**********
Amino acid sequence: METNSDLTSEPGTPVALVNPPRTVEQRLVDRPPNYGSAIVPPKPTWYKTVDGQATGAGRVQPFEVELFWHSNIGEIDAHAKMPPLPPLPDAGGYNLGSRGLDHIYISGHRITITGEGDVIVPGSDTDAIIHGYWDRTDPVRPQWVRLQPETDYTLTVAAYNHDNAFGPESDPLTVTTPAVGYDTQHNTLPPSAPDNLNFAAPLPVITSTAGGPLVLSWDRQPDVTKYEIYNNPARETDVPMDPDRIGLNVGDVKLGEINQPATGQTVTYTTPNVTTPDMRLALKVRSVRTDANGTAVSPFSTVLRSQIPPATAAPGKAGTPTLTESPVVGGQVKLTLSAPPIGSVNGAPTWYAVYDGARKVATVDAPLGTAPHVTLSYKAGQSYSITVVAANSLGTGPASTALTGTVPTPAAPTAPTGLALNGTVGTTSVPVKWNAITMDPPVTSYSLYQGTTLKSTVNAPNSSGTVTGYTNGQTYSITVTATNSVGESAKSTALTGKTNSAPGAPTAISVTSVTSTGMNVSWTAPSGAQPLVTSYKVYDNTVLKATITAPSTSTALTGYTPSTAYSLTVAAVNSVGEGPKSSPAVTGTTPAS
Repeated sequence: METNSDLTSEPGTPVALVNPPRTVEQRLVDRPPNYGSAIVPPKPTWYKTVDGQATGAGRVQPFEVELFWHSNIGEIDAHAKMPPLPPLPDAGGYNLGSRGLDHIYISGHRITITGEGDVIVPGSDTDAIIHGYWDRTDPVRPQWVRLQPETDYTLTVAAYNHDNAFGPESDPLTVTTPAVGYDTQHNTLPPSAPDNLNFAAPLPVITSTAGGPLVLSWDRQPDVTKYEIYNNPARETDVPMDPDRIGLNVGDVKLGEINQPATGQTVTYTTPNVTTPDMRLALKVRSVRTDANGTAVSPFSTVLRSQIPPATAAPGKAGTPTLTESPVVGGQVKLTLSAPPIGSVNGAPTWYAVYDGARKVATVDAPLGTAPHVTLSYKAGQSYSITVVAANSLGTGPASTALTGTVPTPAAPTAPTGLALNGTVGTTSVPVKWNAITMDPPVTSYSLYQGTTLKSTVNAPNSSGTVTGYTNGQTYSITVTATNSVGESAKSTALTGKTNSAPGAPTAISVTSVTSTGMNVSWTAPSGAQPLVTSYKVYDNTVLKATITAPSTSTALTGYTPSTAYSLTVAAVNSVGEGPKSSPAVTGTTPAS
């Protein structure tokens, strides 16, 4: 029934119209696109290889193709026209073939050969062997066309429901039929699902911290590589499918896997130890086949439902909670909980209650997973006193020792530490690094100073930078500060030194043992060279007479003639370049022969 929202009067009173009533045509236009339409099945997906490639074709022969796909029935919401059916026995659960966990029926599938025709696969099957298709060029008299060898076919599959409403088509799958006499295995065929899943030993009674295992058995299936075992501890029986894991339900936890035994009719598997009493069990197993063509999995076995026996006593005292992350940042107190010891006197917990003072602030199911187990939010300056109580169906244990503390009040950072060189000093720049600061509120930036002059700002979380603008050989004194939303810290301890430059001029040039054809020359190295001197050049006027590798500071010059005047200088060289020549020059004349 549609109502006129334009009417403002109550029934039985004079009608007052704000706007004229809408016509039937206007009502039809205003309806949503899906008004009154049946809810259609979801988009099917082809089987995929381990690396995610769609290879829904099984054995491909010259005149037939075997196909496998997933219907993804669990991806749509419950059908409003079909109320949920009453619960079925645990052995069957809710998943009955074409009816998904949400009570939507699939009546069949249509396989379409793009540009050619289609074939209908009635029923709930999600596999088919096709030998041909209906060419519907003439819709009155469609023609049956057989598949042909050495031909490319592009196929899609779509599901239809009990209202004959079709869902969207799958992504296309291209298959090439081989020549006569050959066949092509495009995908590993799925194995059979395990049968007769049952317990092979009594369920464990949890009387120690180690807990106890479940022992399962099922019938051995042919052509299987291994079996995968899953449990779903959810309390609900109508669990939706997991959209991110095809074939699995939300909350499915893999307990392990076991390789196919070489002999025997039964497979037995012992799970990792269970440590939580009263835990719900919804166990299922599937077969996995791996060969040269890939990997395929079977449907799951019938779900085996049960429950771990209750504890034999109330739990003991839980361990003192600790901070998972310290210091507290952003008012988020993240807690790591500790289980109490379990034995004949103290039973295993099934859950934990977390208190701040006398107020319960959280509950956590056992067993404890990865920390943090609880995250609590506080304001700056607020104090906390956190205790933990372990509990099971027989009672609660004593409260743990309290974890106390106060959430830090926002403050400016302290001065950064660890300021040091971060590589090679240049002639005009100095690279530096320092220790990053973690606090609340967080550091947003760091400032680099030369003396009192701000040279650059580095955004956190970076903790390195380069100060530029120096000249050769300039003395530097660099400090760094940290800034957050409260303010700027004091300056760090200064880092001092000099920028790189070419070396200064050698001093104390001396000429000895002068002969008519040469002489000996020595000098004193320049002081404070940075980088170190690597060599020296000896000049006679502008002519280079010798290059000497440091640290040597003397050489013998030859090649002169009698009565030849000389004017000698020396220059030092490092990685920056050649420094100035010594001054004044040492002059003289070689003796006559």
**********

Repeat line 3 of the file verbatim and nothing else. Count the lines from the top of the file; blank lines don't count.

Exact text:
């Protein structure tokens, strides 16, 4: 029934119209696109290889193709026209073939050969062997066309429901039929699902911290590589499918896997130890086949439902909670909980209650997973006193020792530490690094100073930078500060030194043992060279007479003639370049022969 929202009067009173009533045509236009339409099945997906490639074709022969796909029935919401059916026995659960966990029926599938025709696969099957298709060029008299060898076919599959409403088509799958006499295995065929899943030993009674295992058995299936075992501890029986894991339900936890035994009719598997009493069990197993063509999995076995026996006593005292992350940042107190010891006197917990003072602030199911187990939010300056109580169906244990503390009040950072060189000093720049600061509120930036002059700002979380603008050989004194939303810290301890430059001029040039054809020359190295001197050049006027590798500071010059005047200088060289020549020059004349 549609109502006129334009009417403002109550029934039985004079009608007052704000706007004229809408016509039937206007009502039809205003309806949503899906008004009154049946809810259609979801988009099917082809089987995929381990690396995610769609290879829904099984054995491909010259005149037939075997196909496998997933219907993804669990991806749509419950059908409003079909109320949920009453619960079925645990052995069957809710998943009955074409009816998904949400009570939507699939009546069949249509396989379409793009540009050619289609074939209908009635029923709930999600596999088919096709030998041909209906060419519907003439819709009155469609023609049956057989598949042909050495031909490319592009196929899609779509599901239809009990209202004959079709869902969207799958992504296309291209298959090439081989020549006569050959066949092509495009995908590993799925194995059979395990049968007769049952317990092979009594369920464990949890009387120690180690807990106890479940022992399962099922019938051995042919052509299987291994079996995968899953449990779903959810309390609900109508669990939706997991959209991110095809074939699995939300909350499915893999307990392990076991390789196919070489002999025997039964497979037995012992799970990792269970440590939580009263835990719900919804166990299922599937077969996995791996060969040269890939990997395929079977449907799951019938779900085996049960429950771990209750504890034999109330739990003991839980361990003192600790901070998972310290210091507290952003008012988020993240807690790591500790289980109490379990034995004949103290039973295993099934859950934990977390208190701040006398107020319960959280509950956590056992067993404890990865920390943090609880995250609590506080304001700056607020104090906390956190205790933990372990509990099971027989009672609660004593409260743990309290974890106390106060959430830090926002403050400016302290001065950064660890300021040091971060590589090679240049002639005009100095690279530096320092220790990053973690606090609340967080550091947003760091400032680099030369003396009192701000040279650059580095955004956190970076903790390195380069100060530029120096000249050769300039003395530097660099400090760094940290800034957050409260303010700027004091300056760090200064880092001092000099920028790189070419070396200064050698001093104390001396000429000895002068002969008519040469002489000996020595000098004193320049002081404070940075980088170190690597060599020296000896000049006679502008002519280079010798290059000497440091640290040597003397050489013998030859090649002169009698009565030849000389004017000698020396220059030092490092990685920056050649420094100035010594001054004044040492002059003289070689003796006559």